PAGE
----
If you look at the rest of the results, you will see that Michigan Tech achieved the Lowest Regulated Tailpipe Emissions award, and was able to also get a 27 % improvement in fuel economy. Michigan Tech had better than stock acceleration - so they did not sacrifice performance either. (That is the other hard part of the challenge - also maintain performance and consumer features). Two other schools' vehicles (using gasoline) also achieved better than ULEV emissions.

The diesel engine (both cars and heavy duty trucks) is going to have a hard time meeting future emissions standards, and may end up using exhaust NOx reduction catalysts and particulate traps.

Doug Nelson
Center for Automotive Fuel Cell Systems
Department of Mechanical Engineering
Virginia Tech

Advice to Inventors: Don't!

Thanks for the notes for inventors in your last Update. They need it.

My first advice to would-be inventors is: DON'T!!!

Whatever they are thinking, it is probably immature, incomplete, and been done before, at least in some form or another.

Another thing that inventors NEVER think of (especially ones who say "This has never been done before!") is that the most important competition to any particular idea is to not have it at all. In today's world of depleting resources, the last thing we need is more shiny, noisy garbage.

That said, I realize that most of the inventors that are going to contact EV World are actually trying to improve something, and I'm all for people trying untried ways to solve problems.

However, the patent system is very political, complex, and right now, extremely slow to work. If someone wants to do the most good, they should not be concerned with making money on one particular idea. That is not what builds companies. If they don't know business and marketing, then skip the inventing world, go to work for a non-profit or a university, and actually develop new ideas, rather than trying to sell something that isn't fully developed yet to people who don't want something they didn't know they needed.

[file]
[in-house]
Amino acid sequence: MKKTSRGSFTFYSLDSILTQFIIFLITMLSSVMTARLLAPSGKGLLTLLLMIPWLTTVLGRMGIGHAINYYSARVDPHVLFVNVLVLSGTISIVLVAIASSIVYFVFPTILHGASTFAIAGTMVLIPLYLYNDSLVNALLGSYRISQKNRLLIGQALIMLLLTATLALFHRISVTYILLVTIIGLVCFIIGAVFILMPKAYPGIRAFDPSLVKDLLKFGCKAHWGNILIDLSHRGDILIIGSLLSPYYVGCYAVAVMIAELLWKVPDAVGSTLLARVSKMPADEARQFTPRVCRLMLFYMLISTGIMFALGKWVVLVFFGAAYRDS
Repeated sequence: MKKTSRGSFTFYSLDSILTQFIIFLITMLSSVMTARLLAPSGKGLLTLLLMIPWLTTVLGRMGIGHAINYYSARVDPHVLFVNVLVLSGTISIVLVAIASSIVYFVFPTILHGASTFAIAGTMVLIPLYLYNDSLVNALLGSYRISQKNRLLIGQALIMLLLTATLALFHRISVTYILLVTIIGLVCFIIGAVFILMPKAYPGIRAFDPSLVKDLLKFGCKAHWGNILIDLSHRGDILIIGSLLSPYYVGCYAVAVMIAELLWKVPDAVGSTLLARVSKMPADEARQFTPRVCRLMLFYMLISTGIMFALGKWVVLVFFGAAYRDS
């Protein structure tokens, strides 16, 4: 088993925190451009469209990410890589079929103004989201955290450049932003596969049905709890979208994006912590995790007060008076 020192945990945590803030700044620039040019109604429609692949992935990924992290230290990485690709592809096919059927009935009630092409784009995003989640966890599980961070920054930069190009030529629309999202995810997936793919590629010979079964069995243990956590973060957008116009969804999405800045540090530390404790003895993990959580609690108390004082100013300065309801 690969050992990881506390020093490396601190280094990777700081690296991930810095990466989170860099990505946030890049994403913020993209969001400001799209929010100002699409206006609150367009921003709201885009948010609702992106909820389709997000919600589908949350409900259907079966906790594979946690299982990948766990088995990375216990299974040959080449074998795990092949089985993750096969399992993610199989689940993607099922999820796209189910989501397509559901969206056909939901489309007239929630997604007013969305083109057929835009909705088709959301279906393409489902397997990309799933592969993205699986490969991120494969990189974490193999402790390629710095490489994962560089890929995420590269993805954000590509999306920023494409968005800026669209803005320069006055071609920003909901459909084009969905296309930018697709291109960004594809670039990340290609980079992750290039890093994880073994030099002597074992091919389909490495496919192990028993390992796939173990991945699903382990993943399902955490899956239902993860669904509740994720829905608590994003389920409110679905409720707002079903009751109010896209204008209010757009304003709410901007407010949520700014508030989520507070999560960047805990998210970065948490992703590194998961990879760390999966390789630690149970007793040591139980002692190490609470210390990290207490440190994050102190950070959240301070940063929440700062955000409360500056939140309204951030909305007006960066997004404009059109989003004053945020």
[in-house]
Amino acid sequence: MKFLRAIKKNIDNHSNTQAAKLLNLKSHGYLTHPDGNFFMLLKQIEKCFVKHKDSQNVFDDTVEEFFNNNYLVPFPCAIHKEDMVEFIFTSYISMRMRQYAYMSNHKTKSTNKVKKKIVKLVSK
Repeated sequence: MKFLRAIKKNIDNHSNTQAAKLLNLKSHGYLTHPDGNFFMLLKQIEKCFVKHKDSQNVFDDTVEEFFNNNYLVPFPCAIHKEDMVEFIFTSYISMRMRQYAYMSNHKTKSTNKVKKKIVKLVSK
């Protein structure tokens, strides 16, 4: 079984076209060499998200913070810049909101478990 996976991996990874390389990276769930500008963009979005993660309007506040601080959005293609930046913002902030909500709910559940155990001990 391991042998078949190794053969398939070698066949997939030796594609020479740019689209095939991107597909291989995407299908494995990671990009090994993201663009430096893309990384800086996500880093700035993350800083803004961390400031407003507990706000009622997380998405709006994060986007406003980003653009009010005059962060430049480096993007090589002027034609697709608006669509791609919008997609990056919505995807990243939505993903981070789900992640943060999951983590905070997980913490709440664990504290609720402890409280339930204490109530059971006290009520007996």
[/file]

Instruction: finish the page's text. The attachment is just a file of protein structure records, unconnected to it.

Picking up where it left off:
On that note; many inventors get discouraged and blame the NIH (not invented here) syndrome for the lack of interest by investors. NIH rarely applies at all. The reason most inventors get turned down is because they don't show a potential investor how their idea is going to make money for them (at least 10% per year on the investment amount), what it will take to manufacture it in quantity, andhow much money it will take to do so.

Most inventors have no clue about marketing, industrial integration, and manufacturing and distribution costs. And let's face it, inventors don't think like normal people, so what do they know about what 'everybody' will want to buy?

Also, if you send out any other updates about inventions, the BEST site on the internet is www.patentcafe.com. Andy Gibbs is an inventor and understands the system. His advice to all inventors; "Learn the system before you do anything." From his site, you can find just about anything about inventing and marketing.

The one thing he doesn't cover (at least not when I cruised the site last) is busting patents. To understand how bad the system is and how many patents are issued that are worthless, inventors should go to www.bustpatents.com and get the newsletter. Gregory Aharonian has built a career of proving that claims made are invalid for one reason or another, usually just because the patent office doesn't search everywhere. Just because it isn't patented, doesn't mean your invention hasn't been done before. Like you said, an invention is only as good as it can be defended. It can only be defended if the inventor searches all possible sources for prior art. This is a practical impossibility.

Anyway, too long for now. Gotta get back to making hay before it rains.

Dan Conine

Times Article Viewed: 4872
Published: 06-Jul-2002


blog comments powered by Disqus